On Tuesday, October 24, LCI Workers’ Comp held its Fall Company Meeting. Twice each year, LCI’s staff comes together to hear from company leadership and other departments, and learn from outside voices. The presentations from LCI’s leadership—including Administrator Mark Tullis and Comptroller Kathleen Griffin—reiterated LCI’s mission of working to serve Louisiana businesses and our partnering agents.
Hearing from external voices serves as staff education, and Tuesday’s meeting focused on customer service. Guest speakers Angela Avant from Whitney Investment Services and Ronnie Slone and Diane Jackson, both from The Slone Group, all shared insights into the topic. Because I found the information from the two presentations useful, I wanted to share a few bits of wisdom that I took with me.
Angela Avant: Building Relationships and Dressing to Impress
Angela Avant is a Financial Advisor with Whitney Investment Services, and she is the longtime manager of LCI’s investments. What makes Angela successful, she explained, is her ability to manage client relationships. Specifically, she spoke about:
- Responsiveness. Even if you need a few days to get someone an answer to an email, a prompt acknowledgement along with, "I will get you an answer in a day or two,” can go a long way. Angela explained that people want to know you’re thinking about them and taking care of them.
- Making internal allies. While Angela handles investment accounts, her customers sometimes have banking questions. Getting customers help with banking questions helps build their trust in her. She explained that building relationships with her colleagues in the banking division helps her greatly in serving her clients as a team.
- Owning mistakes. Mistakes happen. Angela feels strongly that acknowledging the mistake and apologizing is the best route to nurture a client relationship. She said that customers appreciate the honesty and that they can see through excuses and blaming. Owning the mistaking and making it right is best, she explained.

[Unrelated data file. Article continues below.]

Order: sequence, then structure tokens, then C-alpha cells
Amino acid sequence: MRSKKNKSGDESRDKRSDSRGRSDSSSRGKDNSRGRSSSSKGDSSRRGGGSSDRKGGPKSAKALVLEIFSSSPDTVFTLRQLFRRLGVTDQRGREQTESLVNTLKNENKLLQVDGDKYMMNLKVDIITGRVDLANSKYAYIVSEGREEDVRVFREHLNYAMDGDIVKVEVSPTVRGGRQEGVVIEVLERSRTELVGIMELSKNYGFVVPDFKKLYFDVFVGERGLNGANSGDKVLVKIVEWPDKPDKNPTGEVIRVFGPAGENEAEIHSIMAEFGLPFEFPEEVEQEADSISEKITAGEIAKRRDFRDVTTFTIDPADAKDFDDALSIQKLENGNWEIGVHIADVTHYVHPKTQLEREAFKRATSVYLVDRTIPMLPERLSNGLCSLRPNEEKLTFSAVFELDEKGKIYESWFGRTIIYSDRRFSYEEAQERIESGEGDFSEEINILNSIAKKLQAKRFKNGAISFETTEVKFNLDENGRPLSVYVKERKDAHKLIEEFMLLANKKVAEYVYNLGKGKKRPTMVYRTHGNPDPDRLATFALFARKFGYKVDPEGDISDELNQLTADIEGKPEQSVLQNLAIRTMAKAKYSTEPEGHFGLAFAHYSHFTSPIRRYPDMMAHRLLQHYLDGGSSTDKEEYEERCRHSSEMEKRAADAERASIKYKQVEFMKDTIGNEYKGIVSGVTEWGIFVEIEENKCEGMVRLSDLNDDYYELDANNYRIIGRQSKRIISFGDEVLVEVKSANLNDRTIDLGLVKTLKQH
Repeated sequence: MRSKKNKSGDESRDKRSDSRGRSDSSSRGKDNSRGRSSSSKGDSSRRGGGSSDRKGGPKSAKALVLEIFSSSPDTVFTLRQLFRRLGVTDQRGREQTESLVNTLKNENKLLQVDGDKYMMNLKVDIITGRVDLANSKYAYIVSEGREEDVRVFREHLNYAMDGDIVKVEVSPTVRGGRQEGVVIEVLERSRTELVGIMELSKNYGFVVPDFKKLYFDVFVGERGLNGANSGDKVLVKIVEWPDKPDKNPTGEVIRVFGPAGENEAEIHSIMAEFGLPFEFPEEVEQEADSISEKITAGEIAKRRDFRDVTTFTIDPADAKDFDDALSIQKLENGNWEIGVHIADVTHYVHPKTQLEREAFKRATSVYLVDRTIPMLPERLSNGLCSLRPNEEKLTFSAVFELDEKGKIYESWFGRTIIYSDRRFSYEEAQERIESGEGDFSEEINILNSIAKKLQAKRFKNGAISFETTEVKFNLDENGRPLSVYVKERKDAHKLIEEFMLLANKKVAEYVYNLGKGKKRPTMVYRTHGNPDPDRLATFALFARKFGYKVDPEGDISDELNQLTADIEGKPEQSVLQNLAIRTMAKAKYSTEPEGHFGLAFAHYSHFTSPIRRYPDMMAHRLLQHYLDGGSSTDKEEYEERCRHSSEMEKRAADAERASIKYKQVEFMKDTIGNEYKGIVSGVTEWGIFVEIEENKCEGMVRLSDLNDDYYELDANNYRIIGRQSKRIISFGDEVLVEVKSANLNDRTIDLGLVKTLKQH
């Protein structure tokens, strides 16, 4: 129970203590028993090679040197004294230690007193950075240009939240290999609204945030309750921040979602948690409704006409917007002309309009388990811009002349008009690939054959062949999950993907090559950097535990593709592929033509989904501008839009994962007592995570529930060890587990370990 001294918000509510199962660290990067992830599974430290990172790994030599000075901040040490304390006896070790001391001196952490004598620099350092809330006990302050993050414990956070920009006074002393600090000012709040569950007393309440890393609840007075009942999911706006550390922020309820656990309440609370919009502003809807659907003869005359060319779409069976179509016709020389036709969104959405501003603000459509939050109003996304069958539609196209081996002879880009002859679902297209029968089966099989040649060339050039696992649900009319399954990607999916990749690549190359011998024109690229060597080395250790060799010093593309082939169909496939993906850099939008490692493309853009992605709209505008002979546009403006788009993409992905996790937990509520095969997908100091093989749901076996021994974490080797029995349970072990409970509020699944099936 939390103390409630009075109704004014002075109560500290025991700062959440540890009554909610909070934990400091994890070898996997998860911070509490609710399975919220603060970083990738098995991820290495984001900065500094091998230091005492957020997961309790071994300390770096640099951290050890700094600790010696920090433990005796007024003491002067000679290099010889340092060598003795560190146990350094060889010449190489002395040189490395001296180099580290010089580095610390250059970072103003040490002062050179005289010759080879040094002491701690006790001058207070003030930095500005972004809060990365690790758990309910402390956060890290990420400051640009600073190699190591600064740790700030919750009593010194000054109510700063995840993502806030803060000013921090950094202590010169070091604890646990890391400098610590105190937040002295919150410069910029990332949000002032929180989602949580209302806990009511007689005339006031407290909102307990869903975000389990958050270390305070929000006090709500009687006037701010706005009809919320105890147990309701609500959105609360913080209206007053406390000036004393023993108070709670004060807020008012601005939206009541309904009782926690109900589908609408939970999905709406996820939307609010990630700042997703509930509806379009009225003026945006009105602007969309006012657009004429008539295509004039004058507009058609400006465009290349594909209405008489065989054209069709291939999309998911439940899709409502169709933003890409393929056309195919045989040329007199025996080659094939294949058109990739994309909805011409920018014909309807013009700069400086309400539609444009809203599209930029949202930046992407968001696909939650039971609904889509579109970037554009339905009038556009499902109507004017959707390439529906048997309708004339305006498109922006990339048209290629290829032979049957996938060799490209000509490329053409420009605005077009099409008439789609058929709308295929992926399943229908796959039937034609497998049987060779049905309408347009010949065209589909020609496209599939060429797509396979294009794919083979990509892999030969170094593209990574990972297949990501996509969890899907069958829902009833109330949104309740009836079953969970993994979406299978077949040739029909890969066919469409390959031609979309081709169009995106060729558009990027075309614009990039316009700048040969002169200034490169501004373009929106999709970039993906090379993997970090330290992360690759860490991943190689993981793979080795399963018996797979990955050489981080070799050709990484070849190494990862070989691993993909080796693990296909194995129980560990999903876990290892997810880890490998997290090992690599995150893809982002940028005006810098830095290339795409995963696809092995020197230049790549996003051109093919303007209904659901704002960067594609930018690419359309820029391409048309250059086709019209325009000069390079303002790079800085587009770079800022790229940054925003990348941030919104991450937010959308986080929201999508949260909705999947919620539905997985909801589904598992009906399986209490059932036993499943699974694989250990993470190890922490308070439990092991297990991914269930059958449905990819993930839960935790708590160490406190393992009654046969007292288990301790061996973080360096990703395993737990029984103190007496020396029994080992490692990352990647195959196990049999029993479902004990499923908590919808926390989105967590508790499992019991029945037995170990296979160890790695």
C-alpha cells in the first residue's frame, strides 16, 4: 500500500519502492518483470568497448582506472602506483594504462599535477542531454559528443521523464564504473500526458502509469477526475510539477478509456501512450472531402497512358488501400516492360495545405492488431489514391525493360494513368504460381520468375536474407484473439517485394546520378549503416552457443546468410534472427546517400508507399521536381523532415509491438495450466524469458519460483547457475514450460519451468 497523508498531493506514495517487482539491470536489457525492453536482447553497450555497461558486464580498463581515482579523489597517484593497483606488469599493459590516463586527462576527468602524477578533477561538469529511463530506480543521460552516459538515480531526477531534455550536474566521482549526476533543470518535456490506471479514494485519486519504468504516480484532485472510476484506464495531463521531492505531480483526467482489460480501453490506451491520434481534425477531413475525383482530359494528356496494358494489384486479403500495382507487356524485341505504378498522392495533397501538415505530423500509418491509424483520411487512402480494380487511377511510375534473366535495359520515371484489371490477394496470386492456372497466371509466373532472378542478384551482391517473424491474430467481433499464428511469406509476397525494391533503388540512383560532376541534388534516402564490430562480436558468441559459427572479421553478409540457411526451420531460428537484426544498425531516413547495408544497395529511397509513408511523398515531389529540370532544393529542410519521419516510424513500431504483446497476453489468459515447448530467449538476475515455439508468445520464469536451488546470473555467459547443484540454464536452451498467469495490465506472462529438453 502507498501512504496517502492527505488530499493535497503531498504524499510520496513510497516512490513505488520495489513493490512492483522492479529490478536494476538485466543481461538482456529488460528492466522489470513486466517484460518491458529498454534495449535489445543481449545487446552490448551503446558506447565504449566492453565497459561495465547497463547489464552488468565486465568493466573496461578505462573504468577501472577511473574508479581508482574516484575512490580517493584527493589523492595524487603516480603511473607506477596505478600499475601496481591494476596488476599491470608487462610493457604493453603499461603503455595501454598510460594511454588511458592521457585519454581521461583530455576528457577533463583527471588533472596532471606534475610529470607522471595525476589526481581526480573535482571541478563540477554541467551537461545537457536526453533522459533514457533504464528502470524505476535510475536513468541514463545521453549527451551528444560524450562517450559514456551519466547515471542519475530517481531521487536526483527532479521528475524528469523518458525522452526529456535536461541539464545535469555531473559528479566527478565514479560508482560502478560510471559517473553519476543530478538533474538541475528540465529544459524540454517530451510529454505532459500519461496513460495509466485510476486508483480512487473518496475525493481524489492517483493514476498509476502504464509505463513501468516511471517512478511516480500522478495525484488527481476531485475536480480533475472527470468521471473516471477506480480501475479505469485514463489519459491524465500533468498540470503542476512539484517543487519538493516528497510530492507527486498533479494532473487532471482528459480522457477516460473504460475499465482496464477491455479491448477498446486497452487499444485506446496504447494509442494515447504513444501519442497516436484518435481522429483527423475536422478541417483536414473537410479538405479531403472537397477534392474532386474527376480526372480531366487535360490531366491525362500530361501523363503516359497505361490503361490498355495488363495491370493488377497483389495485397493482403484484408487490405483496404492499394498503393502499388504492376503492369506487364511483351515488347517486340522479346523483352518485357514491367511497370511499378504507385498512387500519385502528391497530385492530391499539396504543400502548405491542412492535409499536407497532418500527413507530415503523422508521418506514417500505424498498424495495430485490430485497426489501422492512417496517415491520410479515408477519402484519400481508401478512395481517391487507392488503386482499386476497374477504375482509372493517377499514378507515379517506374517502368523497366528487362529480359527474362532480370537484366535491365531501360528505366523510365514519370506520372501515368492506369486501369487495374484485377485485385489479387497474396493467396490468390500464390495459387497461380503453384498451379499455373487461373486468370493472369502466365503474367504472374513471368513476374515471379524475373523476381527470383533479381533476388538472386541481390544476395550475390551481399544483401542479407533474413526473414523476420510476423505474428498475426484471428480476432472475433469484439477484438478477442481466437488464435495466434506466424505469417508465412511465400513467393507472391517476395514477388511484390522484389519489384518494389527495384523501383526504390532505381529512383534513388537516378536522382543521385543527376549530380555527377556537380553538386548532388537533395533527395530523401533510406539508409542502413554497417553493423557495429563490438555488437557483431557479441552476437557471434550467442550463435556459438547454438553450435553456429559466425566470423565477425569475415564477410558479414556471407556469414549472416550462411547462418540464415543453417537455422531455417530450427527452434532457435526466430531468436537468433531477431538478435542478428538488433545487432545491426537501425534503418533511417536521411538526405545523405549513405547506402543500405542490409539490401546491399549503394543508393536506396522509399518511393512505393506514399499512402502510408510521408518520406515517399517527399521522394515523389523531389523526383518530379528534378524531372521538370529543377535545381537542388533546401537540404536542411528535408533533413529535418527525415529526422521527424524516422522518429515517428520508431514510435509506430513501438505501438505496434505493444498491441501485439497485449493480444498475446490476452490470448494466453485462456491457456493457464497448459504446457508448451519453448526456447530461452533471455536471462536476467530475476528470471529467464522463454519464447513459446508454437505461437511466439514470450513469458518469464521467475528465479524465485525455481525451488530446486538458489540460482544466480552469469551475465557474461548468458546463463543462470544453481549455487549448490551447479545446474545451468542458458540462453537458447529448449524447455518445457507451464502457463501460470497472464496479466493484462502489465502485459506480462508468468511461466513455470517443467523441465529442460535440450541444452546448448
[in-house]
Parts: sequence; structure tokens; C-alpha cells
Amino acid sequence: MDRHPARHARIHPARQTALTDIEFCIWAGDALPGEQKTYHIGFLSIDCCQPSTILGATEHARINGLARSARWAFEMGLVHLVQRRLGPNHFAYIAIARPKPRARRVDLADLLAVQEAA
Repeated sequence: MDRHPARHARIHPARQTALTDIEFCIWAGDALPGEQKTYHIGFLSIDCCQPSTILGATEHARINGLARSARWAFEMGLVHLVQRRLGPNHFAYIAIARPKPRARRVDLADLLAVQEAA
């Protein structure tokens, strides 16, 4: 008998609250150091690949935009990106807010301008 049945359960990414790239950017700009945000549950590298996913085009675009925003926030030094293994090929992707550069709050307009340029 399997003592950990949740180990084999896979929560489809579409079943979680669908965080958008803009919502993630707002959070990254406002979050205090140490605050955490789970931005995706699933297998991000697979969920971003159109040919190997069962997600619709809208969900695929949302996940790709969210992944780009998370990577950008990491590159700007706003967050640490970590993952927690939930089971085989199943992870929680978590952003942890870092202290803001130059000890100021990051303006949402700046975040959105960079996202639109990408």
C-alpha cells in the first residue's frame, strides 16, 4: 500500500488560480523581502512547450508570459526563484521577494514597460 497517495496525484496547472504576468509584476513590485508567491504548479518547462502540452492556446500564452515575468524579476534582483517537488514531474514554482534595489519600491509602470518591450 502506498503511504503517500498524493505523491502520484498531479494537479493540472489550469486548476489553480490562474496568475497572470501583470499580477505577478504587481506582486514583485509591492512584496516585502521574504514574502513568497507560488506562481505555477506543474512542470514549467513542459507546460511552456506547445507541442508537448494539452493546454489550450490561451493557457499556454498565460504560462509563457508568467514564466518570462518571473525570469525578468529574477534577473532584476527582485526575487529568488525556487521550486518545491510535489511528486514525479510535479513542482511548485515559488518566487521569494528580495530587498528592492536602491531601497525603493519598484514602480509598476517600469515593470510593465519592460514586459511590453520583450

Angela closed her presentation by speaking to a personal belief of hers: dressing professionally every day. She explained that dressing up gives her a certain attitude, and that when she carries the attitude, it allows her to be at her best. Even on a day when you don’t have anything important scheduled, she explained, you still never know who could walk through the door. She closed with a favorite quote of hers, "You never get a second chance to make a first impression.”
The Slone Group: The Iceberg Illusion
Later in the day, The Slone Group gave a presentation about building a culture that makes customer service a collective priority. Ronnie Slone led an exercise, "the iceberg illusion.” Ronnie pointed out that only small percentage of an iceberg is visible above the water’s surface. In a company like LCI, he explained, our outward-facing image is the tip of the iceberg; it’s what our policyholders and agents can see. Beneath the surface lays the bulk of the iceberg: the teamwork, the communication, the collaboration, and process that goes into LCI’s image.
Diane Jackson picked up the conversation and discussed various elements of the behind-the-scenes work: the bottom part of the iceberg. She explained that each employee’s environment, as well as the collective work environment, contributes to the company’s success. The components of a work environment include:
- Physical. Is the physical workspace conducive to work? Is it too warm or cold? Too loud?
- Technological. Does the employee have the right tools to do the job?
- Cultural environment. Does the company culture allow employees to be productive?
Diane explained that this internal environment, while not always seen by the public, can have a large impact on a company’s success. What goes on beneath the surface affects what the customer sees.
LCI’s company meetings always conclude with a meal for the staff to enjoy fellowship and to discuss the types of presentations that I outline above. This week’s meeting was no exception. Conversations about the presentations could be heard throughout the office, which I think says something about LCI’s iceberg beneath the surface.